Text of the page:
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04-27-2016 10:25 PM - edited 04-27-2016 10:32 PM

This is my first post here. Thanks in advance.

I try to get result of differences of least squares means by using PROC MIXED. The code is like this:

proc mixed data=dummy;

class A B C;

model Y = A B C D A*C A*D;

lsmeans A /pdiff cl;

estimate 'A2 vs A1' A -1 1 0 0;

estimate 'A2 vs A3' A 0 1 -1 0;

estimate 'A2 vs A4' A 0 1 0 -1;

estimate 'A3 vs A1' A -1 0 1 0;

estimate 'A4 vs A1' A -1 0 0 1;

estimate 'A2 vs A3' A 0 1 -1 0;

run;

Usually, the result of lsmeans statment and estimate statment should be consistent. But this time they are not:

Estimates

Label Estimate Standard Error DF t Value Pr > |t| Alpha Lower Upper

A2 vs A1 -55.1659 46.7075 375 -1.18 0.2383 0.05 -147.01 36.6755

A2 vs A3 19.0351 32.1103 375 0.59 0.5537 0.05 -44.1038 82.1739

A2 vs A4 -7.3886 35.7314 375 -0.21 0.8363 0.05 -77.6476 62.8705

A3 vs A1 -74.2009 45.4017 375 -1.63 0.1030 0.05 -163.47 15.0730

A4 vs A1 -47.7773 47.9488 375 -1.00 0.3197 0.05 -142.06 46.5050

A2 vs A3 19.0351 32.1103 375 0.59 0.5537 0.05 -44.1038 82.1739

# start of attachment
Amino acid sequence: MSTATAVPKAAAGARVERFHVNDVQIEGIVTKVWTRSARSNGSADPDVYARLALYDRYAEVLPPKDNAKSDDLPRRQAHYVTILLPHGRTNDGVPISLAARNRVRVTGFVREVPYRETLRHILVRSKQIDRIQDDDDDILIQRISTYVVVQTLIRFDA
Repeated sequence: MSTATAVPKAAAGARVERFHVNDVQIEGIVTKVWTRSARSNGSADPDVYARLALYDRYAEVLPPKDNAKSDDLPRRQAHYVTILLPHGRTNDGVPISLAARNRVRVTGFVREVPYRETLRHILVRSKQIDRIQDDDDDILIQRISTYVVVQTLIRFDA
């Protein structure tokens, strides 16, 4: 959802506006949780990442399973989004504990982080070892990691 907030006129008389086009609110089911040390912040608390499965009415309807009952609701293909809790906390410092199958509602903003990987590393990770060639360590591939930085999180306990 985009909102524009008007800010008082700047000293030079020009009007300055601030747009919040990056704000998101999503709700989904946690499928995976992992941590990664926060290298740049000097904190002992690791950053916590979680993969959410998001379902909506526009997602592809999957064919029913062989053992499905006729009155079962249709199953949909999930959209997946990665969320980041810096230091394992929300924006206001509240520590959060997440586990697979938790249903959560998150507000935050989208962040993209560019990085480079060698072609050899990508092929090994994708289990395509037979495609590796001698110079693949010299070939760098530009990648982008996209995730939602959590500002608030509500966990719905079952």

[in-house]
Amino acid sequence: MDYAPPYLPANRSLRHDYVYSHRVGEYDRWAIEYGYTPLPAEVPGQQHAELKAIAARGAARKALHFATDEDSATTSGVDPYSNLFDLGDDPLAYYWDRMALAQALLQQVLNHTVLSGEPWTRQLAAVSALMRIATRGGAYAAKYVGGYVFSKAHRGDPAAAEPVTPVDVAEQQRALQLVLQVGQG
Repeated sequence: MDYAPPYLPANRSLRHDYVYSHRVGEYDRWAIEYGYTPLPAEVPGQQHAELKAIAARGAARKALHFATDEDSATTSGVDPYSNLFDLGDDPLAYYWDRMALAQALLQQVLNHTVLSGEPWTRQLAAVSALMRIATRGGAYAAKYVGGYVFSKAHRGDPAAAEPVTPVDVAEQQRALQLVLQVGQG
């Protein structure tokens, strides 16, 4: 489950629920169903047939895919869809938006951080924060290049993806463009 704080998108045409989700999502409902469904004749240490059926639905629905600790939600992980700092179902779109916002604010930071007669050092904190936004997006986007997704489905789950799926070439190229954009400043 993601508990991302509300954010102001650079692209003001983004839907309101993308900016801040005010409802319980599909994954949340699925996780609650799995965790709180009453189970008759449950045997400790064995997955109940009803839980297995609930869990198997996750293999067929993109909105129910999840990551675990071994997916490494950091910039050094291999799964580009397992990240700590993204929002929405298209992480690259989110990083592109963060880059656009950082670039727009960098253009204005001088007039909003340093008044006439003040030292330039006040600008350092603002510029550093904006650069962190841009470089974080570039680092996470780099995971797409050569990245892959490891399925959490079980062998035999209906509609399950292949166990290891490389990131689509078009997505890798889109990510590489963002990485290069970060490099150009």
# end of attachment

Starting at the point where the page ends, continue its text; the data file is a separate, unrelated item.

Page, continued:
Least Squares Means Effect

A Estimate SE DF t Value Pr > |t| Alpha Lower Upper

A1 30.4191 3.5455 375 8.58 <.0001 0.05 23.4475 37.3907

A2 23.5044 2.0461 375 11.49 <.0001 0.05 19.4812 27.5275

A3 26.0330 2.0424 375 12.75 <.0001 0.05 22.0169 30.0491

A4 25.6443 2.0548 375 12.48 <.0001 0.05 21.6039 29.6847

Differences of Least Squares Means Effect

A _A Estimate SE DF t Value Pr > |t| Alpha Lower Upper

A 1 2 6.9148 4.0733 375 1.70 0.0904 0.05 -1.0946 14.9241

A 1 3 4.3861 4.0647 375 1.08 0.2812 0.05 -3.6062 12.3785

A 1 4 4.7749 4.0879 375 1.17 0.2435 0.05 -3.2632 12.8129

A 2 3 -2.5286 2.8617 375 -0.88 0.3775 0.05 -8.1557 3.0985

A 2 4 -2.1399 2.8889 375 -0.74 0.4593 0.05 -7.8204 3.5406

A 3 4 0.3887 2.8827 375 0.13 0.8928 0.05 -5.2797 6.0571

The result of estimate is wired but the result of differences of least square means is resonable.

I think the problem is the variable "D". Because the assumption here is that D is not my primary interest so I don't include D in the class statement but it is included in the model statment. I have D and D*A in the model. And in the dataset, not each value of A has every value of D. For example, D has value 5,6,7,8,9,10. But when A=1, D only equals to 6,7,8,9,10. So I think this is an unbalanced dataset. So I do a test to make dummy value in D to match all the values in A. Then running the code above by using the new dataset. The results are matched this time.

My question is what the logical behind the estimate statment would lead its result to be different with that of lsmeans statment? Could somebody explain it to me? I just want to know that what impact the result of estimate statement and I think why the result of lsmeans is reasonable is that the lsmeans only esitimates the fixed variable that mentioned in class statement. Am I right? I attahced the dataset FYI.

Thanks!

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Solution